"There is huge excitement and euphoria here," says Makoy Samuel Yibi, phoning from Juba in Southern Sudan. There, this week's referendum vote looks set to divide Sudan into independent north and south countries, potentially ending decades of civil war. The result is largely a foregone conclusion: independence will be announced officially in February.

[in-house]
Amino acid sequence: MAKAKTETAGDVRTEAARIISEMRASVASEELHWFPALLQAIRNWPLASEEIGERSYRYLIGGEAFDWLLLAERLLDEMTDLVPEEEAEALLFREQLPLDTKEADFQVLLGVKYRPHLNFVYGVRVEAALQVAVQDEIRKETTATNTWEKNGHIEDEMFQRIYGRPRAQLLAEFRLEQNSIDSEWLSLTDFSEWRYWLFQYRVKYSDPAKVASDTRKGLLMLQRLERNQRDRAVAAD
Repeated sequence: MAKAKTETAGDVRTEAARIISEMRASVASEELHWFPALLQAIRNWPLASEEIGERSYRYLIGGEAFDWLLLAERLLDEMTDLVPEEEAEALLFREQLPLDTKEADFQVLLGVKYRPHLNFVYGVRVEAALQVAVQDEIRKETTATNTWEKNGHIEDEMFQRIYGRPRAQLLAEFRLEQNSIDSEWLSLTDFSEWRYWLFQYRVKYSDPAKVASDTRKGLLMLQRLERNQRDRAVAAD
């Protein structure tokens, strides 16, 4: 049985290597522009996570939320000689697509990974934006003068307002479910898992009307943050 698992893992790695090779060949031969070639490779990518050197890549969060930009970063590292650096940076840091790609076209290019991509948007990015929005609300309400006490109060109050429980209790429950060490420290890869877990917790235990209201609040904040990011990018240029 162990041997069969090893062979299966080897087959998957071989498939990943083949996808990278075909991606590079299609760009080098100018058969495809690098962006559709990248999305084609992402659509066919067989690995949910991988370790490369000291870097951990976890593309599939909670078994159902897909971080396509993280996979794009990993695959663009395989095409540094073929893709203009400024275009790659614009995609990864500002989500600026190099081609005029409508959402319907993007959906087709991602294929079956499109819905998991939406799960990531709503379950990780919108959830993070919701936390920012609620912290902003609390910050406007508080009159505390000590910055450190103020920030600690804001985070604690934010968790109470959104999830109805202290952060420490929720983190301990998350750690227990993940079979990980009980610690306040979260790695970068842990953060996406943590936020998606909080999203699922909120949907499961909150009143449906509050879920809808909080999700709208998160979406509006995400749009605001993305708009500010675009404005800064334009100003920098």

At the same time, as it does every February, Southern Sudan will report the year's first cases of a painful and ancient disease: guinea worm. But this could be the last time. Besides creating a new country, this week's vote could make guinea worm the second human disease – after smallpox – to be eradicated.
War and neglect have made Southern Sudan the worm's last stronghold. "If the political situation remains stable, we can stop it in 2012," says Makoy, director of the Southern Sudan ministry of health's guinea worm eradication programme.